StarHub, M1 fined over broadband service disruptions during COVID-19
SINGAPORE: Local telcos StarHub and M1 have been fined by the Infocomm Media Development Authority (IMDA) over disruptions to their broadband Internet service in April and May respectively, said the authority on Sunday (Sep 6).
A fine of S$210,000 was handed to StarHub, while M1 was fined S$400,000, IMDA said in a media release.
In deciding on these amounts, IMDA took into consideration “relevant factors such as the duration, impact, and customer service measures adopted by the operators to mitigate impact”, it added.
The disruptions occurred during Singapore’s COVID-19 “circuit breaker” and prompted many complaints from Internet users frustrated by the inconvenience they experienced while working from home.
IMDA said it has concluded its investigations and found that the telcos have contravened the Code of Practice for Telecommunication Service Resilience 2016.
“We take a serious view of any service disruption to public telecommunications services, particularly during the circuit breaker period when most people were working and studying from home, and will take firm and decisive action to safeguard our consumers’ interests,” said IMDA deputy chief executive Aileen Chia.
StarHub’s service disruption affected up to 250,000 broadband subscribers for close to five hours on Apr 15.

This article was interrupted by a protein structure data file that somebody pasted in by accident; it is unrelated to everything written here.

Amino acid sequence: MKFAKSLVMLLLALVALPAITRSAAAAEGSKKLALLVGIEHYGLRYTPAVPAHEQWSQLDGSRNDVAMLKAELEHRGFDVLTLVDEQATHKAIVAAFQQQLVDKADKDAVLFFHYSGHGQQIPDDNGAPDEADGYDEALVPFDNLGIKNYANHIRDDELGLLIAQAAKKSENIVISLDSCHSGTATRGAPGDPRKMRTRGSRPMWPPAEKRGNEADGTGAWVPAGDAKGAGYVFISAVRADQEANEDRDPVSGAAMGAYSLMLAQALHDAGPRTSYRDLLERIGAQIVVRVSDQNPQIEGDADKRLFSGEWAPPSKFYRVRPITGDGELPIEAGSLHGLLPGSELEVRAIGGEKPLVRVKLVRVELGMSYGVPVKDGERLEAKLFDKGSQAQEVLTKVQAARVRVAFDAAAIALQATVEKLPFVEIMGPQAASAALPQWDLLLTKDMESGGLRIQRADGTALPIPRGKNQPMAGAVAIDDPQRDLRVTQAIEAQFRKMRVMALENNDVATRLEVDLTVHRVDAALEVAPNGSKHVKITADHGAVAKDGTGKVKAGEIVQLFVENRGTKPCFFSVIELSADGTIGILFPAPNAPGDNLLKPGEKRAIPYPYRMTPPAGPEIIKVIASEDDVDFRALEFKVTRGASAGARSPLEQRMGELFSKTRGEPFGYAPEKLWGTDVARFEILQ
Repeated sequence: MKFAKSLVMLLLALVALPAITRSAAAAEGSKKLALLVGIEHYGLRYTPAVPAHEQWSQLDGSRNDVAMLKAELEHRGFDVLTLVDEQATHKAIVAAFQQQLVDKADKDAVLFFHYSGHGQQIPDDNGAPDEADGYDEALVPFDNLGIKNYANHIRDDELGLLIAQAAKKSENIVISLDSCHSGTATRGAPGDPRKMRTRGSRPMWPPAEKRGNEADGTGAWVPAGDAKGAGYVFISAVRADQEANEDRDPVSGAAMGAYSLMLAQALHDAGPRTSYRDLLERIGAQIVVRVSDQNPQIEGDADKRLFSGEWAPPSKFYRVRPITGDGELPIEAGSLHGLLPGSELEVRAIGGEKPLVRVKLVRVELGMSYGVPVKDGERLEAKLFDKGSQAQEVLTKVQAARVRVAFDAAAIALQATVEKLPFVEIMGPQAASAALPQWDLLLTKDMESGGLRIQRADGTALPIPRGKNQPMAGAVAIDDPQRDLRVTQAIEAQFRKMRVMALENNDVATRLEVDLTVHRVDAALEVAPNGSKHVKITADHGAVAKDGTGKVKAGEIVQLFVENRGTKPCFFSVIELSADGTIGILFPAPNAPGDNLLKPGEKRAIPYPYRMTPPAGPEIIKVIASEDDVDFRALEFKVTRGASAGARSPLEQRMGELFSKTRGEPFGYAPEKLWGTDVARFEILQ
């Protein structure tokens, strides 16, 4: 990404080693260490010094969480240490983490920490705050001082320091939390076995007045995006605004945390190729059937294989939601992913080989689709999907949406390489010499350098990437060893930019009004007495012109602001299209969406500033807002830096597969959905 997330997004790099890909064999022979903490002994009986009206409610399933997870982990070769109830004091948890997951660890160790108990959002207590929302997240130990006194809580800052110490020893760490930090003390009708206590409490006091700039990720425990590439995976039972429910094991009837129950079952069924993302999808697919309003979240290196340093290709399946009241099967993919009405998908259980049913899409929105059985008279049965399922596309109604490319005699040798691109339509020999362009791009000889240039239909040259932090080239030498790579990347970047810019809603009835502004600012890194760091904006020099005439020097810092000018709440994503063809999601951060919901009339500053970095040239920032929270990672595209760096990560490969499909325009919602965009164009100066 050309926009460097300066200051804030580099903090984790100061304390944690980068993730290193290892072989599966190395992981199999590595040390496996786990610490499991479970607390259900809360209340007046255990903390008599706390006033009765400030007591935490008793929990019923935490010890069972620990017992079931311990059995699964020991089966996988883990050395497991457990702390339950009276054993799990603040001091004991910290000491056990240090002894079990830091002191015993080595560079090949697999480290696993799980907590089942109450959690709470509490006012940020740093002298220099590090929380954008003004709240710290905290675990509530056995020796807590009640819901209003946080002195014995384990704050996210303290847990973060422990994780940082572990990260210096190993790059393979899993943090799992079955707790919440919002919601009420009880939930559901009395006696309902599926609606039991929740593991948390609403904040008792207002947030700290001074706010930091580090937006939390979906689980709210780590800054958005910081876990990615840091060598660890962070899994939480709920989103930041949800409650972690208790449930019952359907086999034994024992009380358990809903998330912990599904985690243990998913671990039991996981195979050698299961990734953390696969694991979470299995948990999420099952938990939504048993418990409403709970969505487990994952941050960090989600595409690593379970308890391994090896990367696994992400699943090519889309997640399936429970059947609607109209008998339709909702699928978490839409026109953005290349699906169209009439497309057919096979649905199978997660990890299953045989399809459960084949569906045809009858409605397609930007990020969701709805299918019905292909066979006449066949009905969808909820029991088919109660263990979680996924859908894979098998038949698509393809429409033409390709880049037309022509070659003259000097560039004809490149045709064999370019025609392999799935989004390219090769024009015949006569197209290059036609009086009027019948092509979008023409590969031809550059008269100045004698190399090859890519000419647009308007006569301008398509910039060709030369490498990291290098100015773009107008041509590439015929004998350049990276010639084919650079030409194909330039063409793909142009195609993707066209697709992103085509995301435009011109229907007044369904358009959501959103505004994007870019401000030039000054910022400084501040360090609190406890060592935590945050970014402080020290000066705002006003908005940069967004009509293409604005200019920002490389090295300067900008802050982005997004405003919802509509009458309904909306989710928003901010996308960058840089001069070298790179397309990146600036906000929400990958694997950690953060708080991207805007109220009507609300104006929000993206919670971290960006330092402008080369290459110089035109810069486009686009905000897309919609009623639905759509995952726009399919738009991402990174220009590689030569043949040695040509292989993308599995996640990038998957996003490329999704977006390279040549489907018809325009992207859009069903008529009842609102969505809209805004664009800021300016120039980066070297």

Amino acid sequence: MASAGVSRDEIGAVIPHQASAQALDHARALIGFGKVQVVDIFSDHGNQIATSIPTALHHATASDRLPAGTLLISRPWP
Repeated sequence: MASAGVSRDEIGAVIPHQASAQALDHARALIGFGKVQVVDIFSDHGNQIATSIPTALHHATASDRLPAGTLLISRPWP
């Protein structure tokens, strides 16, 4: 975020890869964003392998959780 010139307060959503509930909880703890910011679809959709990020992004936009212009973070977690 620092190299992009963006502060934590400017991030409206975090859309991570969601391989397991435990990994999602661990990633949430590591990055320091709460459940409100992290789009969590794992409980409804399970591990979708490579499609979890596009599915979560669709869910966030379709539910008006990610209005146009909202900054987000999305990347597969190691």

The incident occurred when a StarHub staff made a configuration error during a planned network migration exercise.
“IMDA’s investigations found that the incident could have been prevented if StarHub had better supervised its staff during the migration exercise,” said the authority.
It decided on a S$210,000 fine for the telco, having also considered its “efforts to restore services as soon as possible, and its prompt communication and compensation to affected subscribers”, added IMDA.
M1’S DISRUPTION “LASTED ALMOST A FULL DAY”
M1’s broadband service was disrupted over two days on May 12 and 13.
The first incident lasted 23 hours from 7am on May 12 to 6am on May 13, affecting about 18,000 customers.
The cause of the disruption was “a corrupted profile database in M1’s broadband network gateway”, said IMDA.
The next incident on May 13 lasted about six hours and affected up to 20,000 subscribers.
It “was caused by a software fault in M1’s network equipment, which affected the routing of Internet traffic for affected M1 subscribers”, said the authority.
“IMDA’s investigations found that the first incident occurred because M1’s staff and vendor had not followed prescribed procedures. For the second incident, IMDA assessed that as the software fault was the first of its kind for such equipment, M1 could not have reasonably foreseen and prevented the incident.”
On the amount of penalty given to M1 – S$400,000 – the authority said it also considered that the disruption “lasted almost a full day, causing significant inconvenience to affected subscribers, and M1’s proactive compensation to affected subscribers following the incident”.
IMDA’s Ms Chia said operators must inform customers of any “service difficulties”, rectify such issues quickly and “provide good service recovery measures”.
“We will continue to work with operators to strengthen network resilience and improve customer communications,” she added.